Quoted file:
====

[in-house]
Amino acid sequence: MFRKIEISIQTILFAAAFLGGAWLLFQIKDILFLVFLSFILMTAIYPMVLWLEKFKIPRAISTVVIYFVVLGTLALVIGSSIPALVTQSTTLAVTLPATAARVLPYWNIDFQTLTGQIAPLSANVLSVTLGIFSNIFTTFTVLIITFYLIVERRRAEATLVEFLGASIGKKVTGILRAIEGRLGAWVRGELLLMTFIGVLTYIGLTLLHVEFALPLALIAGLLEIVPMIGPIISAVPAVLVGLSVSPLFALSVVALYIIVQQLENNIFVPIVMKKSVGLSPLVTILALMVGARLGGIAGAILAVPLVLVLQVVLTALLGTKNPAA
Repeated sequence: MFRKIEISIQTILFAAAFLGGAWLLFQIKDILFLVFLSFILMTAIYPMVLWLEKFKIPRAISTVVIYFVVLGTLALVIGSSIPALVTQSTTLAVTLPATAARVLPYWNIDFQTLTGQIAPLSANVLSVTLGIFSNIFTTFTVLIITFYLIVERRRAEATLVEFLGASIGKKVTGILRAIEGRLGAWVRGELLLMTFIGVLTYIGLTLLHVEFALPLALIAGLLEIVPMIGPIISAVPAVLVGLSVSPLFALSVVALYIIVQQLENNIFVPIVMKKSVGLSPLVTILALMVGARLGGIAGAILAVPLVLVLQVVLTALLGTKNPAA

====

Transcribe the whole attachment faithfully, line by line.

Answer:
[in-house]
Amino acid sequence: MFRKIEISIQTILFAAAFLGGAWLLFQIKDILFLVFLSFILMTAIYPMVLWLEKFKIPRAISTVVIYFVVLGTLALVIGSSIPALVTQSTTLAVTLPATAARVLPYWNIDFQTLTGQIAPLSANVLSVTLGIFSNIFTTFTVLIITFYLIVERRRAEATLVEFLGASIGKKVTGILRAIEGRLGAWVRGELLLMTFIGVLTYIGLTLLHVEFALPLALIAGLLEIVPMIGPIISAVPAVLVGLSVSPLFALSVVALYIIVQQLENNIFVPIVMKKSVGLSPLVTILALMVGARLGGIAGAILAVPLVLVLQVVLTALLGTKNPAA
Repeated sequence: MFRKIEISIQTILFAAAFLGGAWLLFQIKDILFLVFLSFILMTAIYPMVLWLEKFKIPRAISTVVIYFVVLGTLALVIGSSIPALVTQSTTLAVTLPATAARVLPYWNIDFQTLTGQIAPLSANVLSVTLGIFSNIFTTFTVLIITFYLIVERRRAEATLVEFLGASIGKKVTGILRAIEGRLGAWVRGELLLMTFIGVLTYIGLTLLHVEFALPLALIAGLLEIVPMIGPIISAVPAVLVGLSVSPLFALSVVALYIIVQQLENNIFVPIVMKKSVGLSPLVTILALMVGARLGGIAGAILAVPLVLVLQVVLTALLGTKNPAA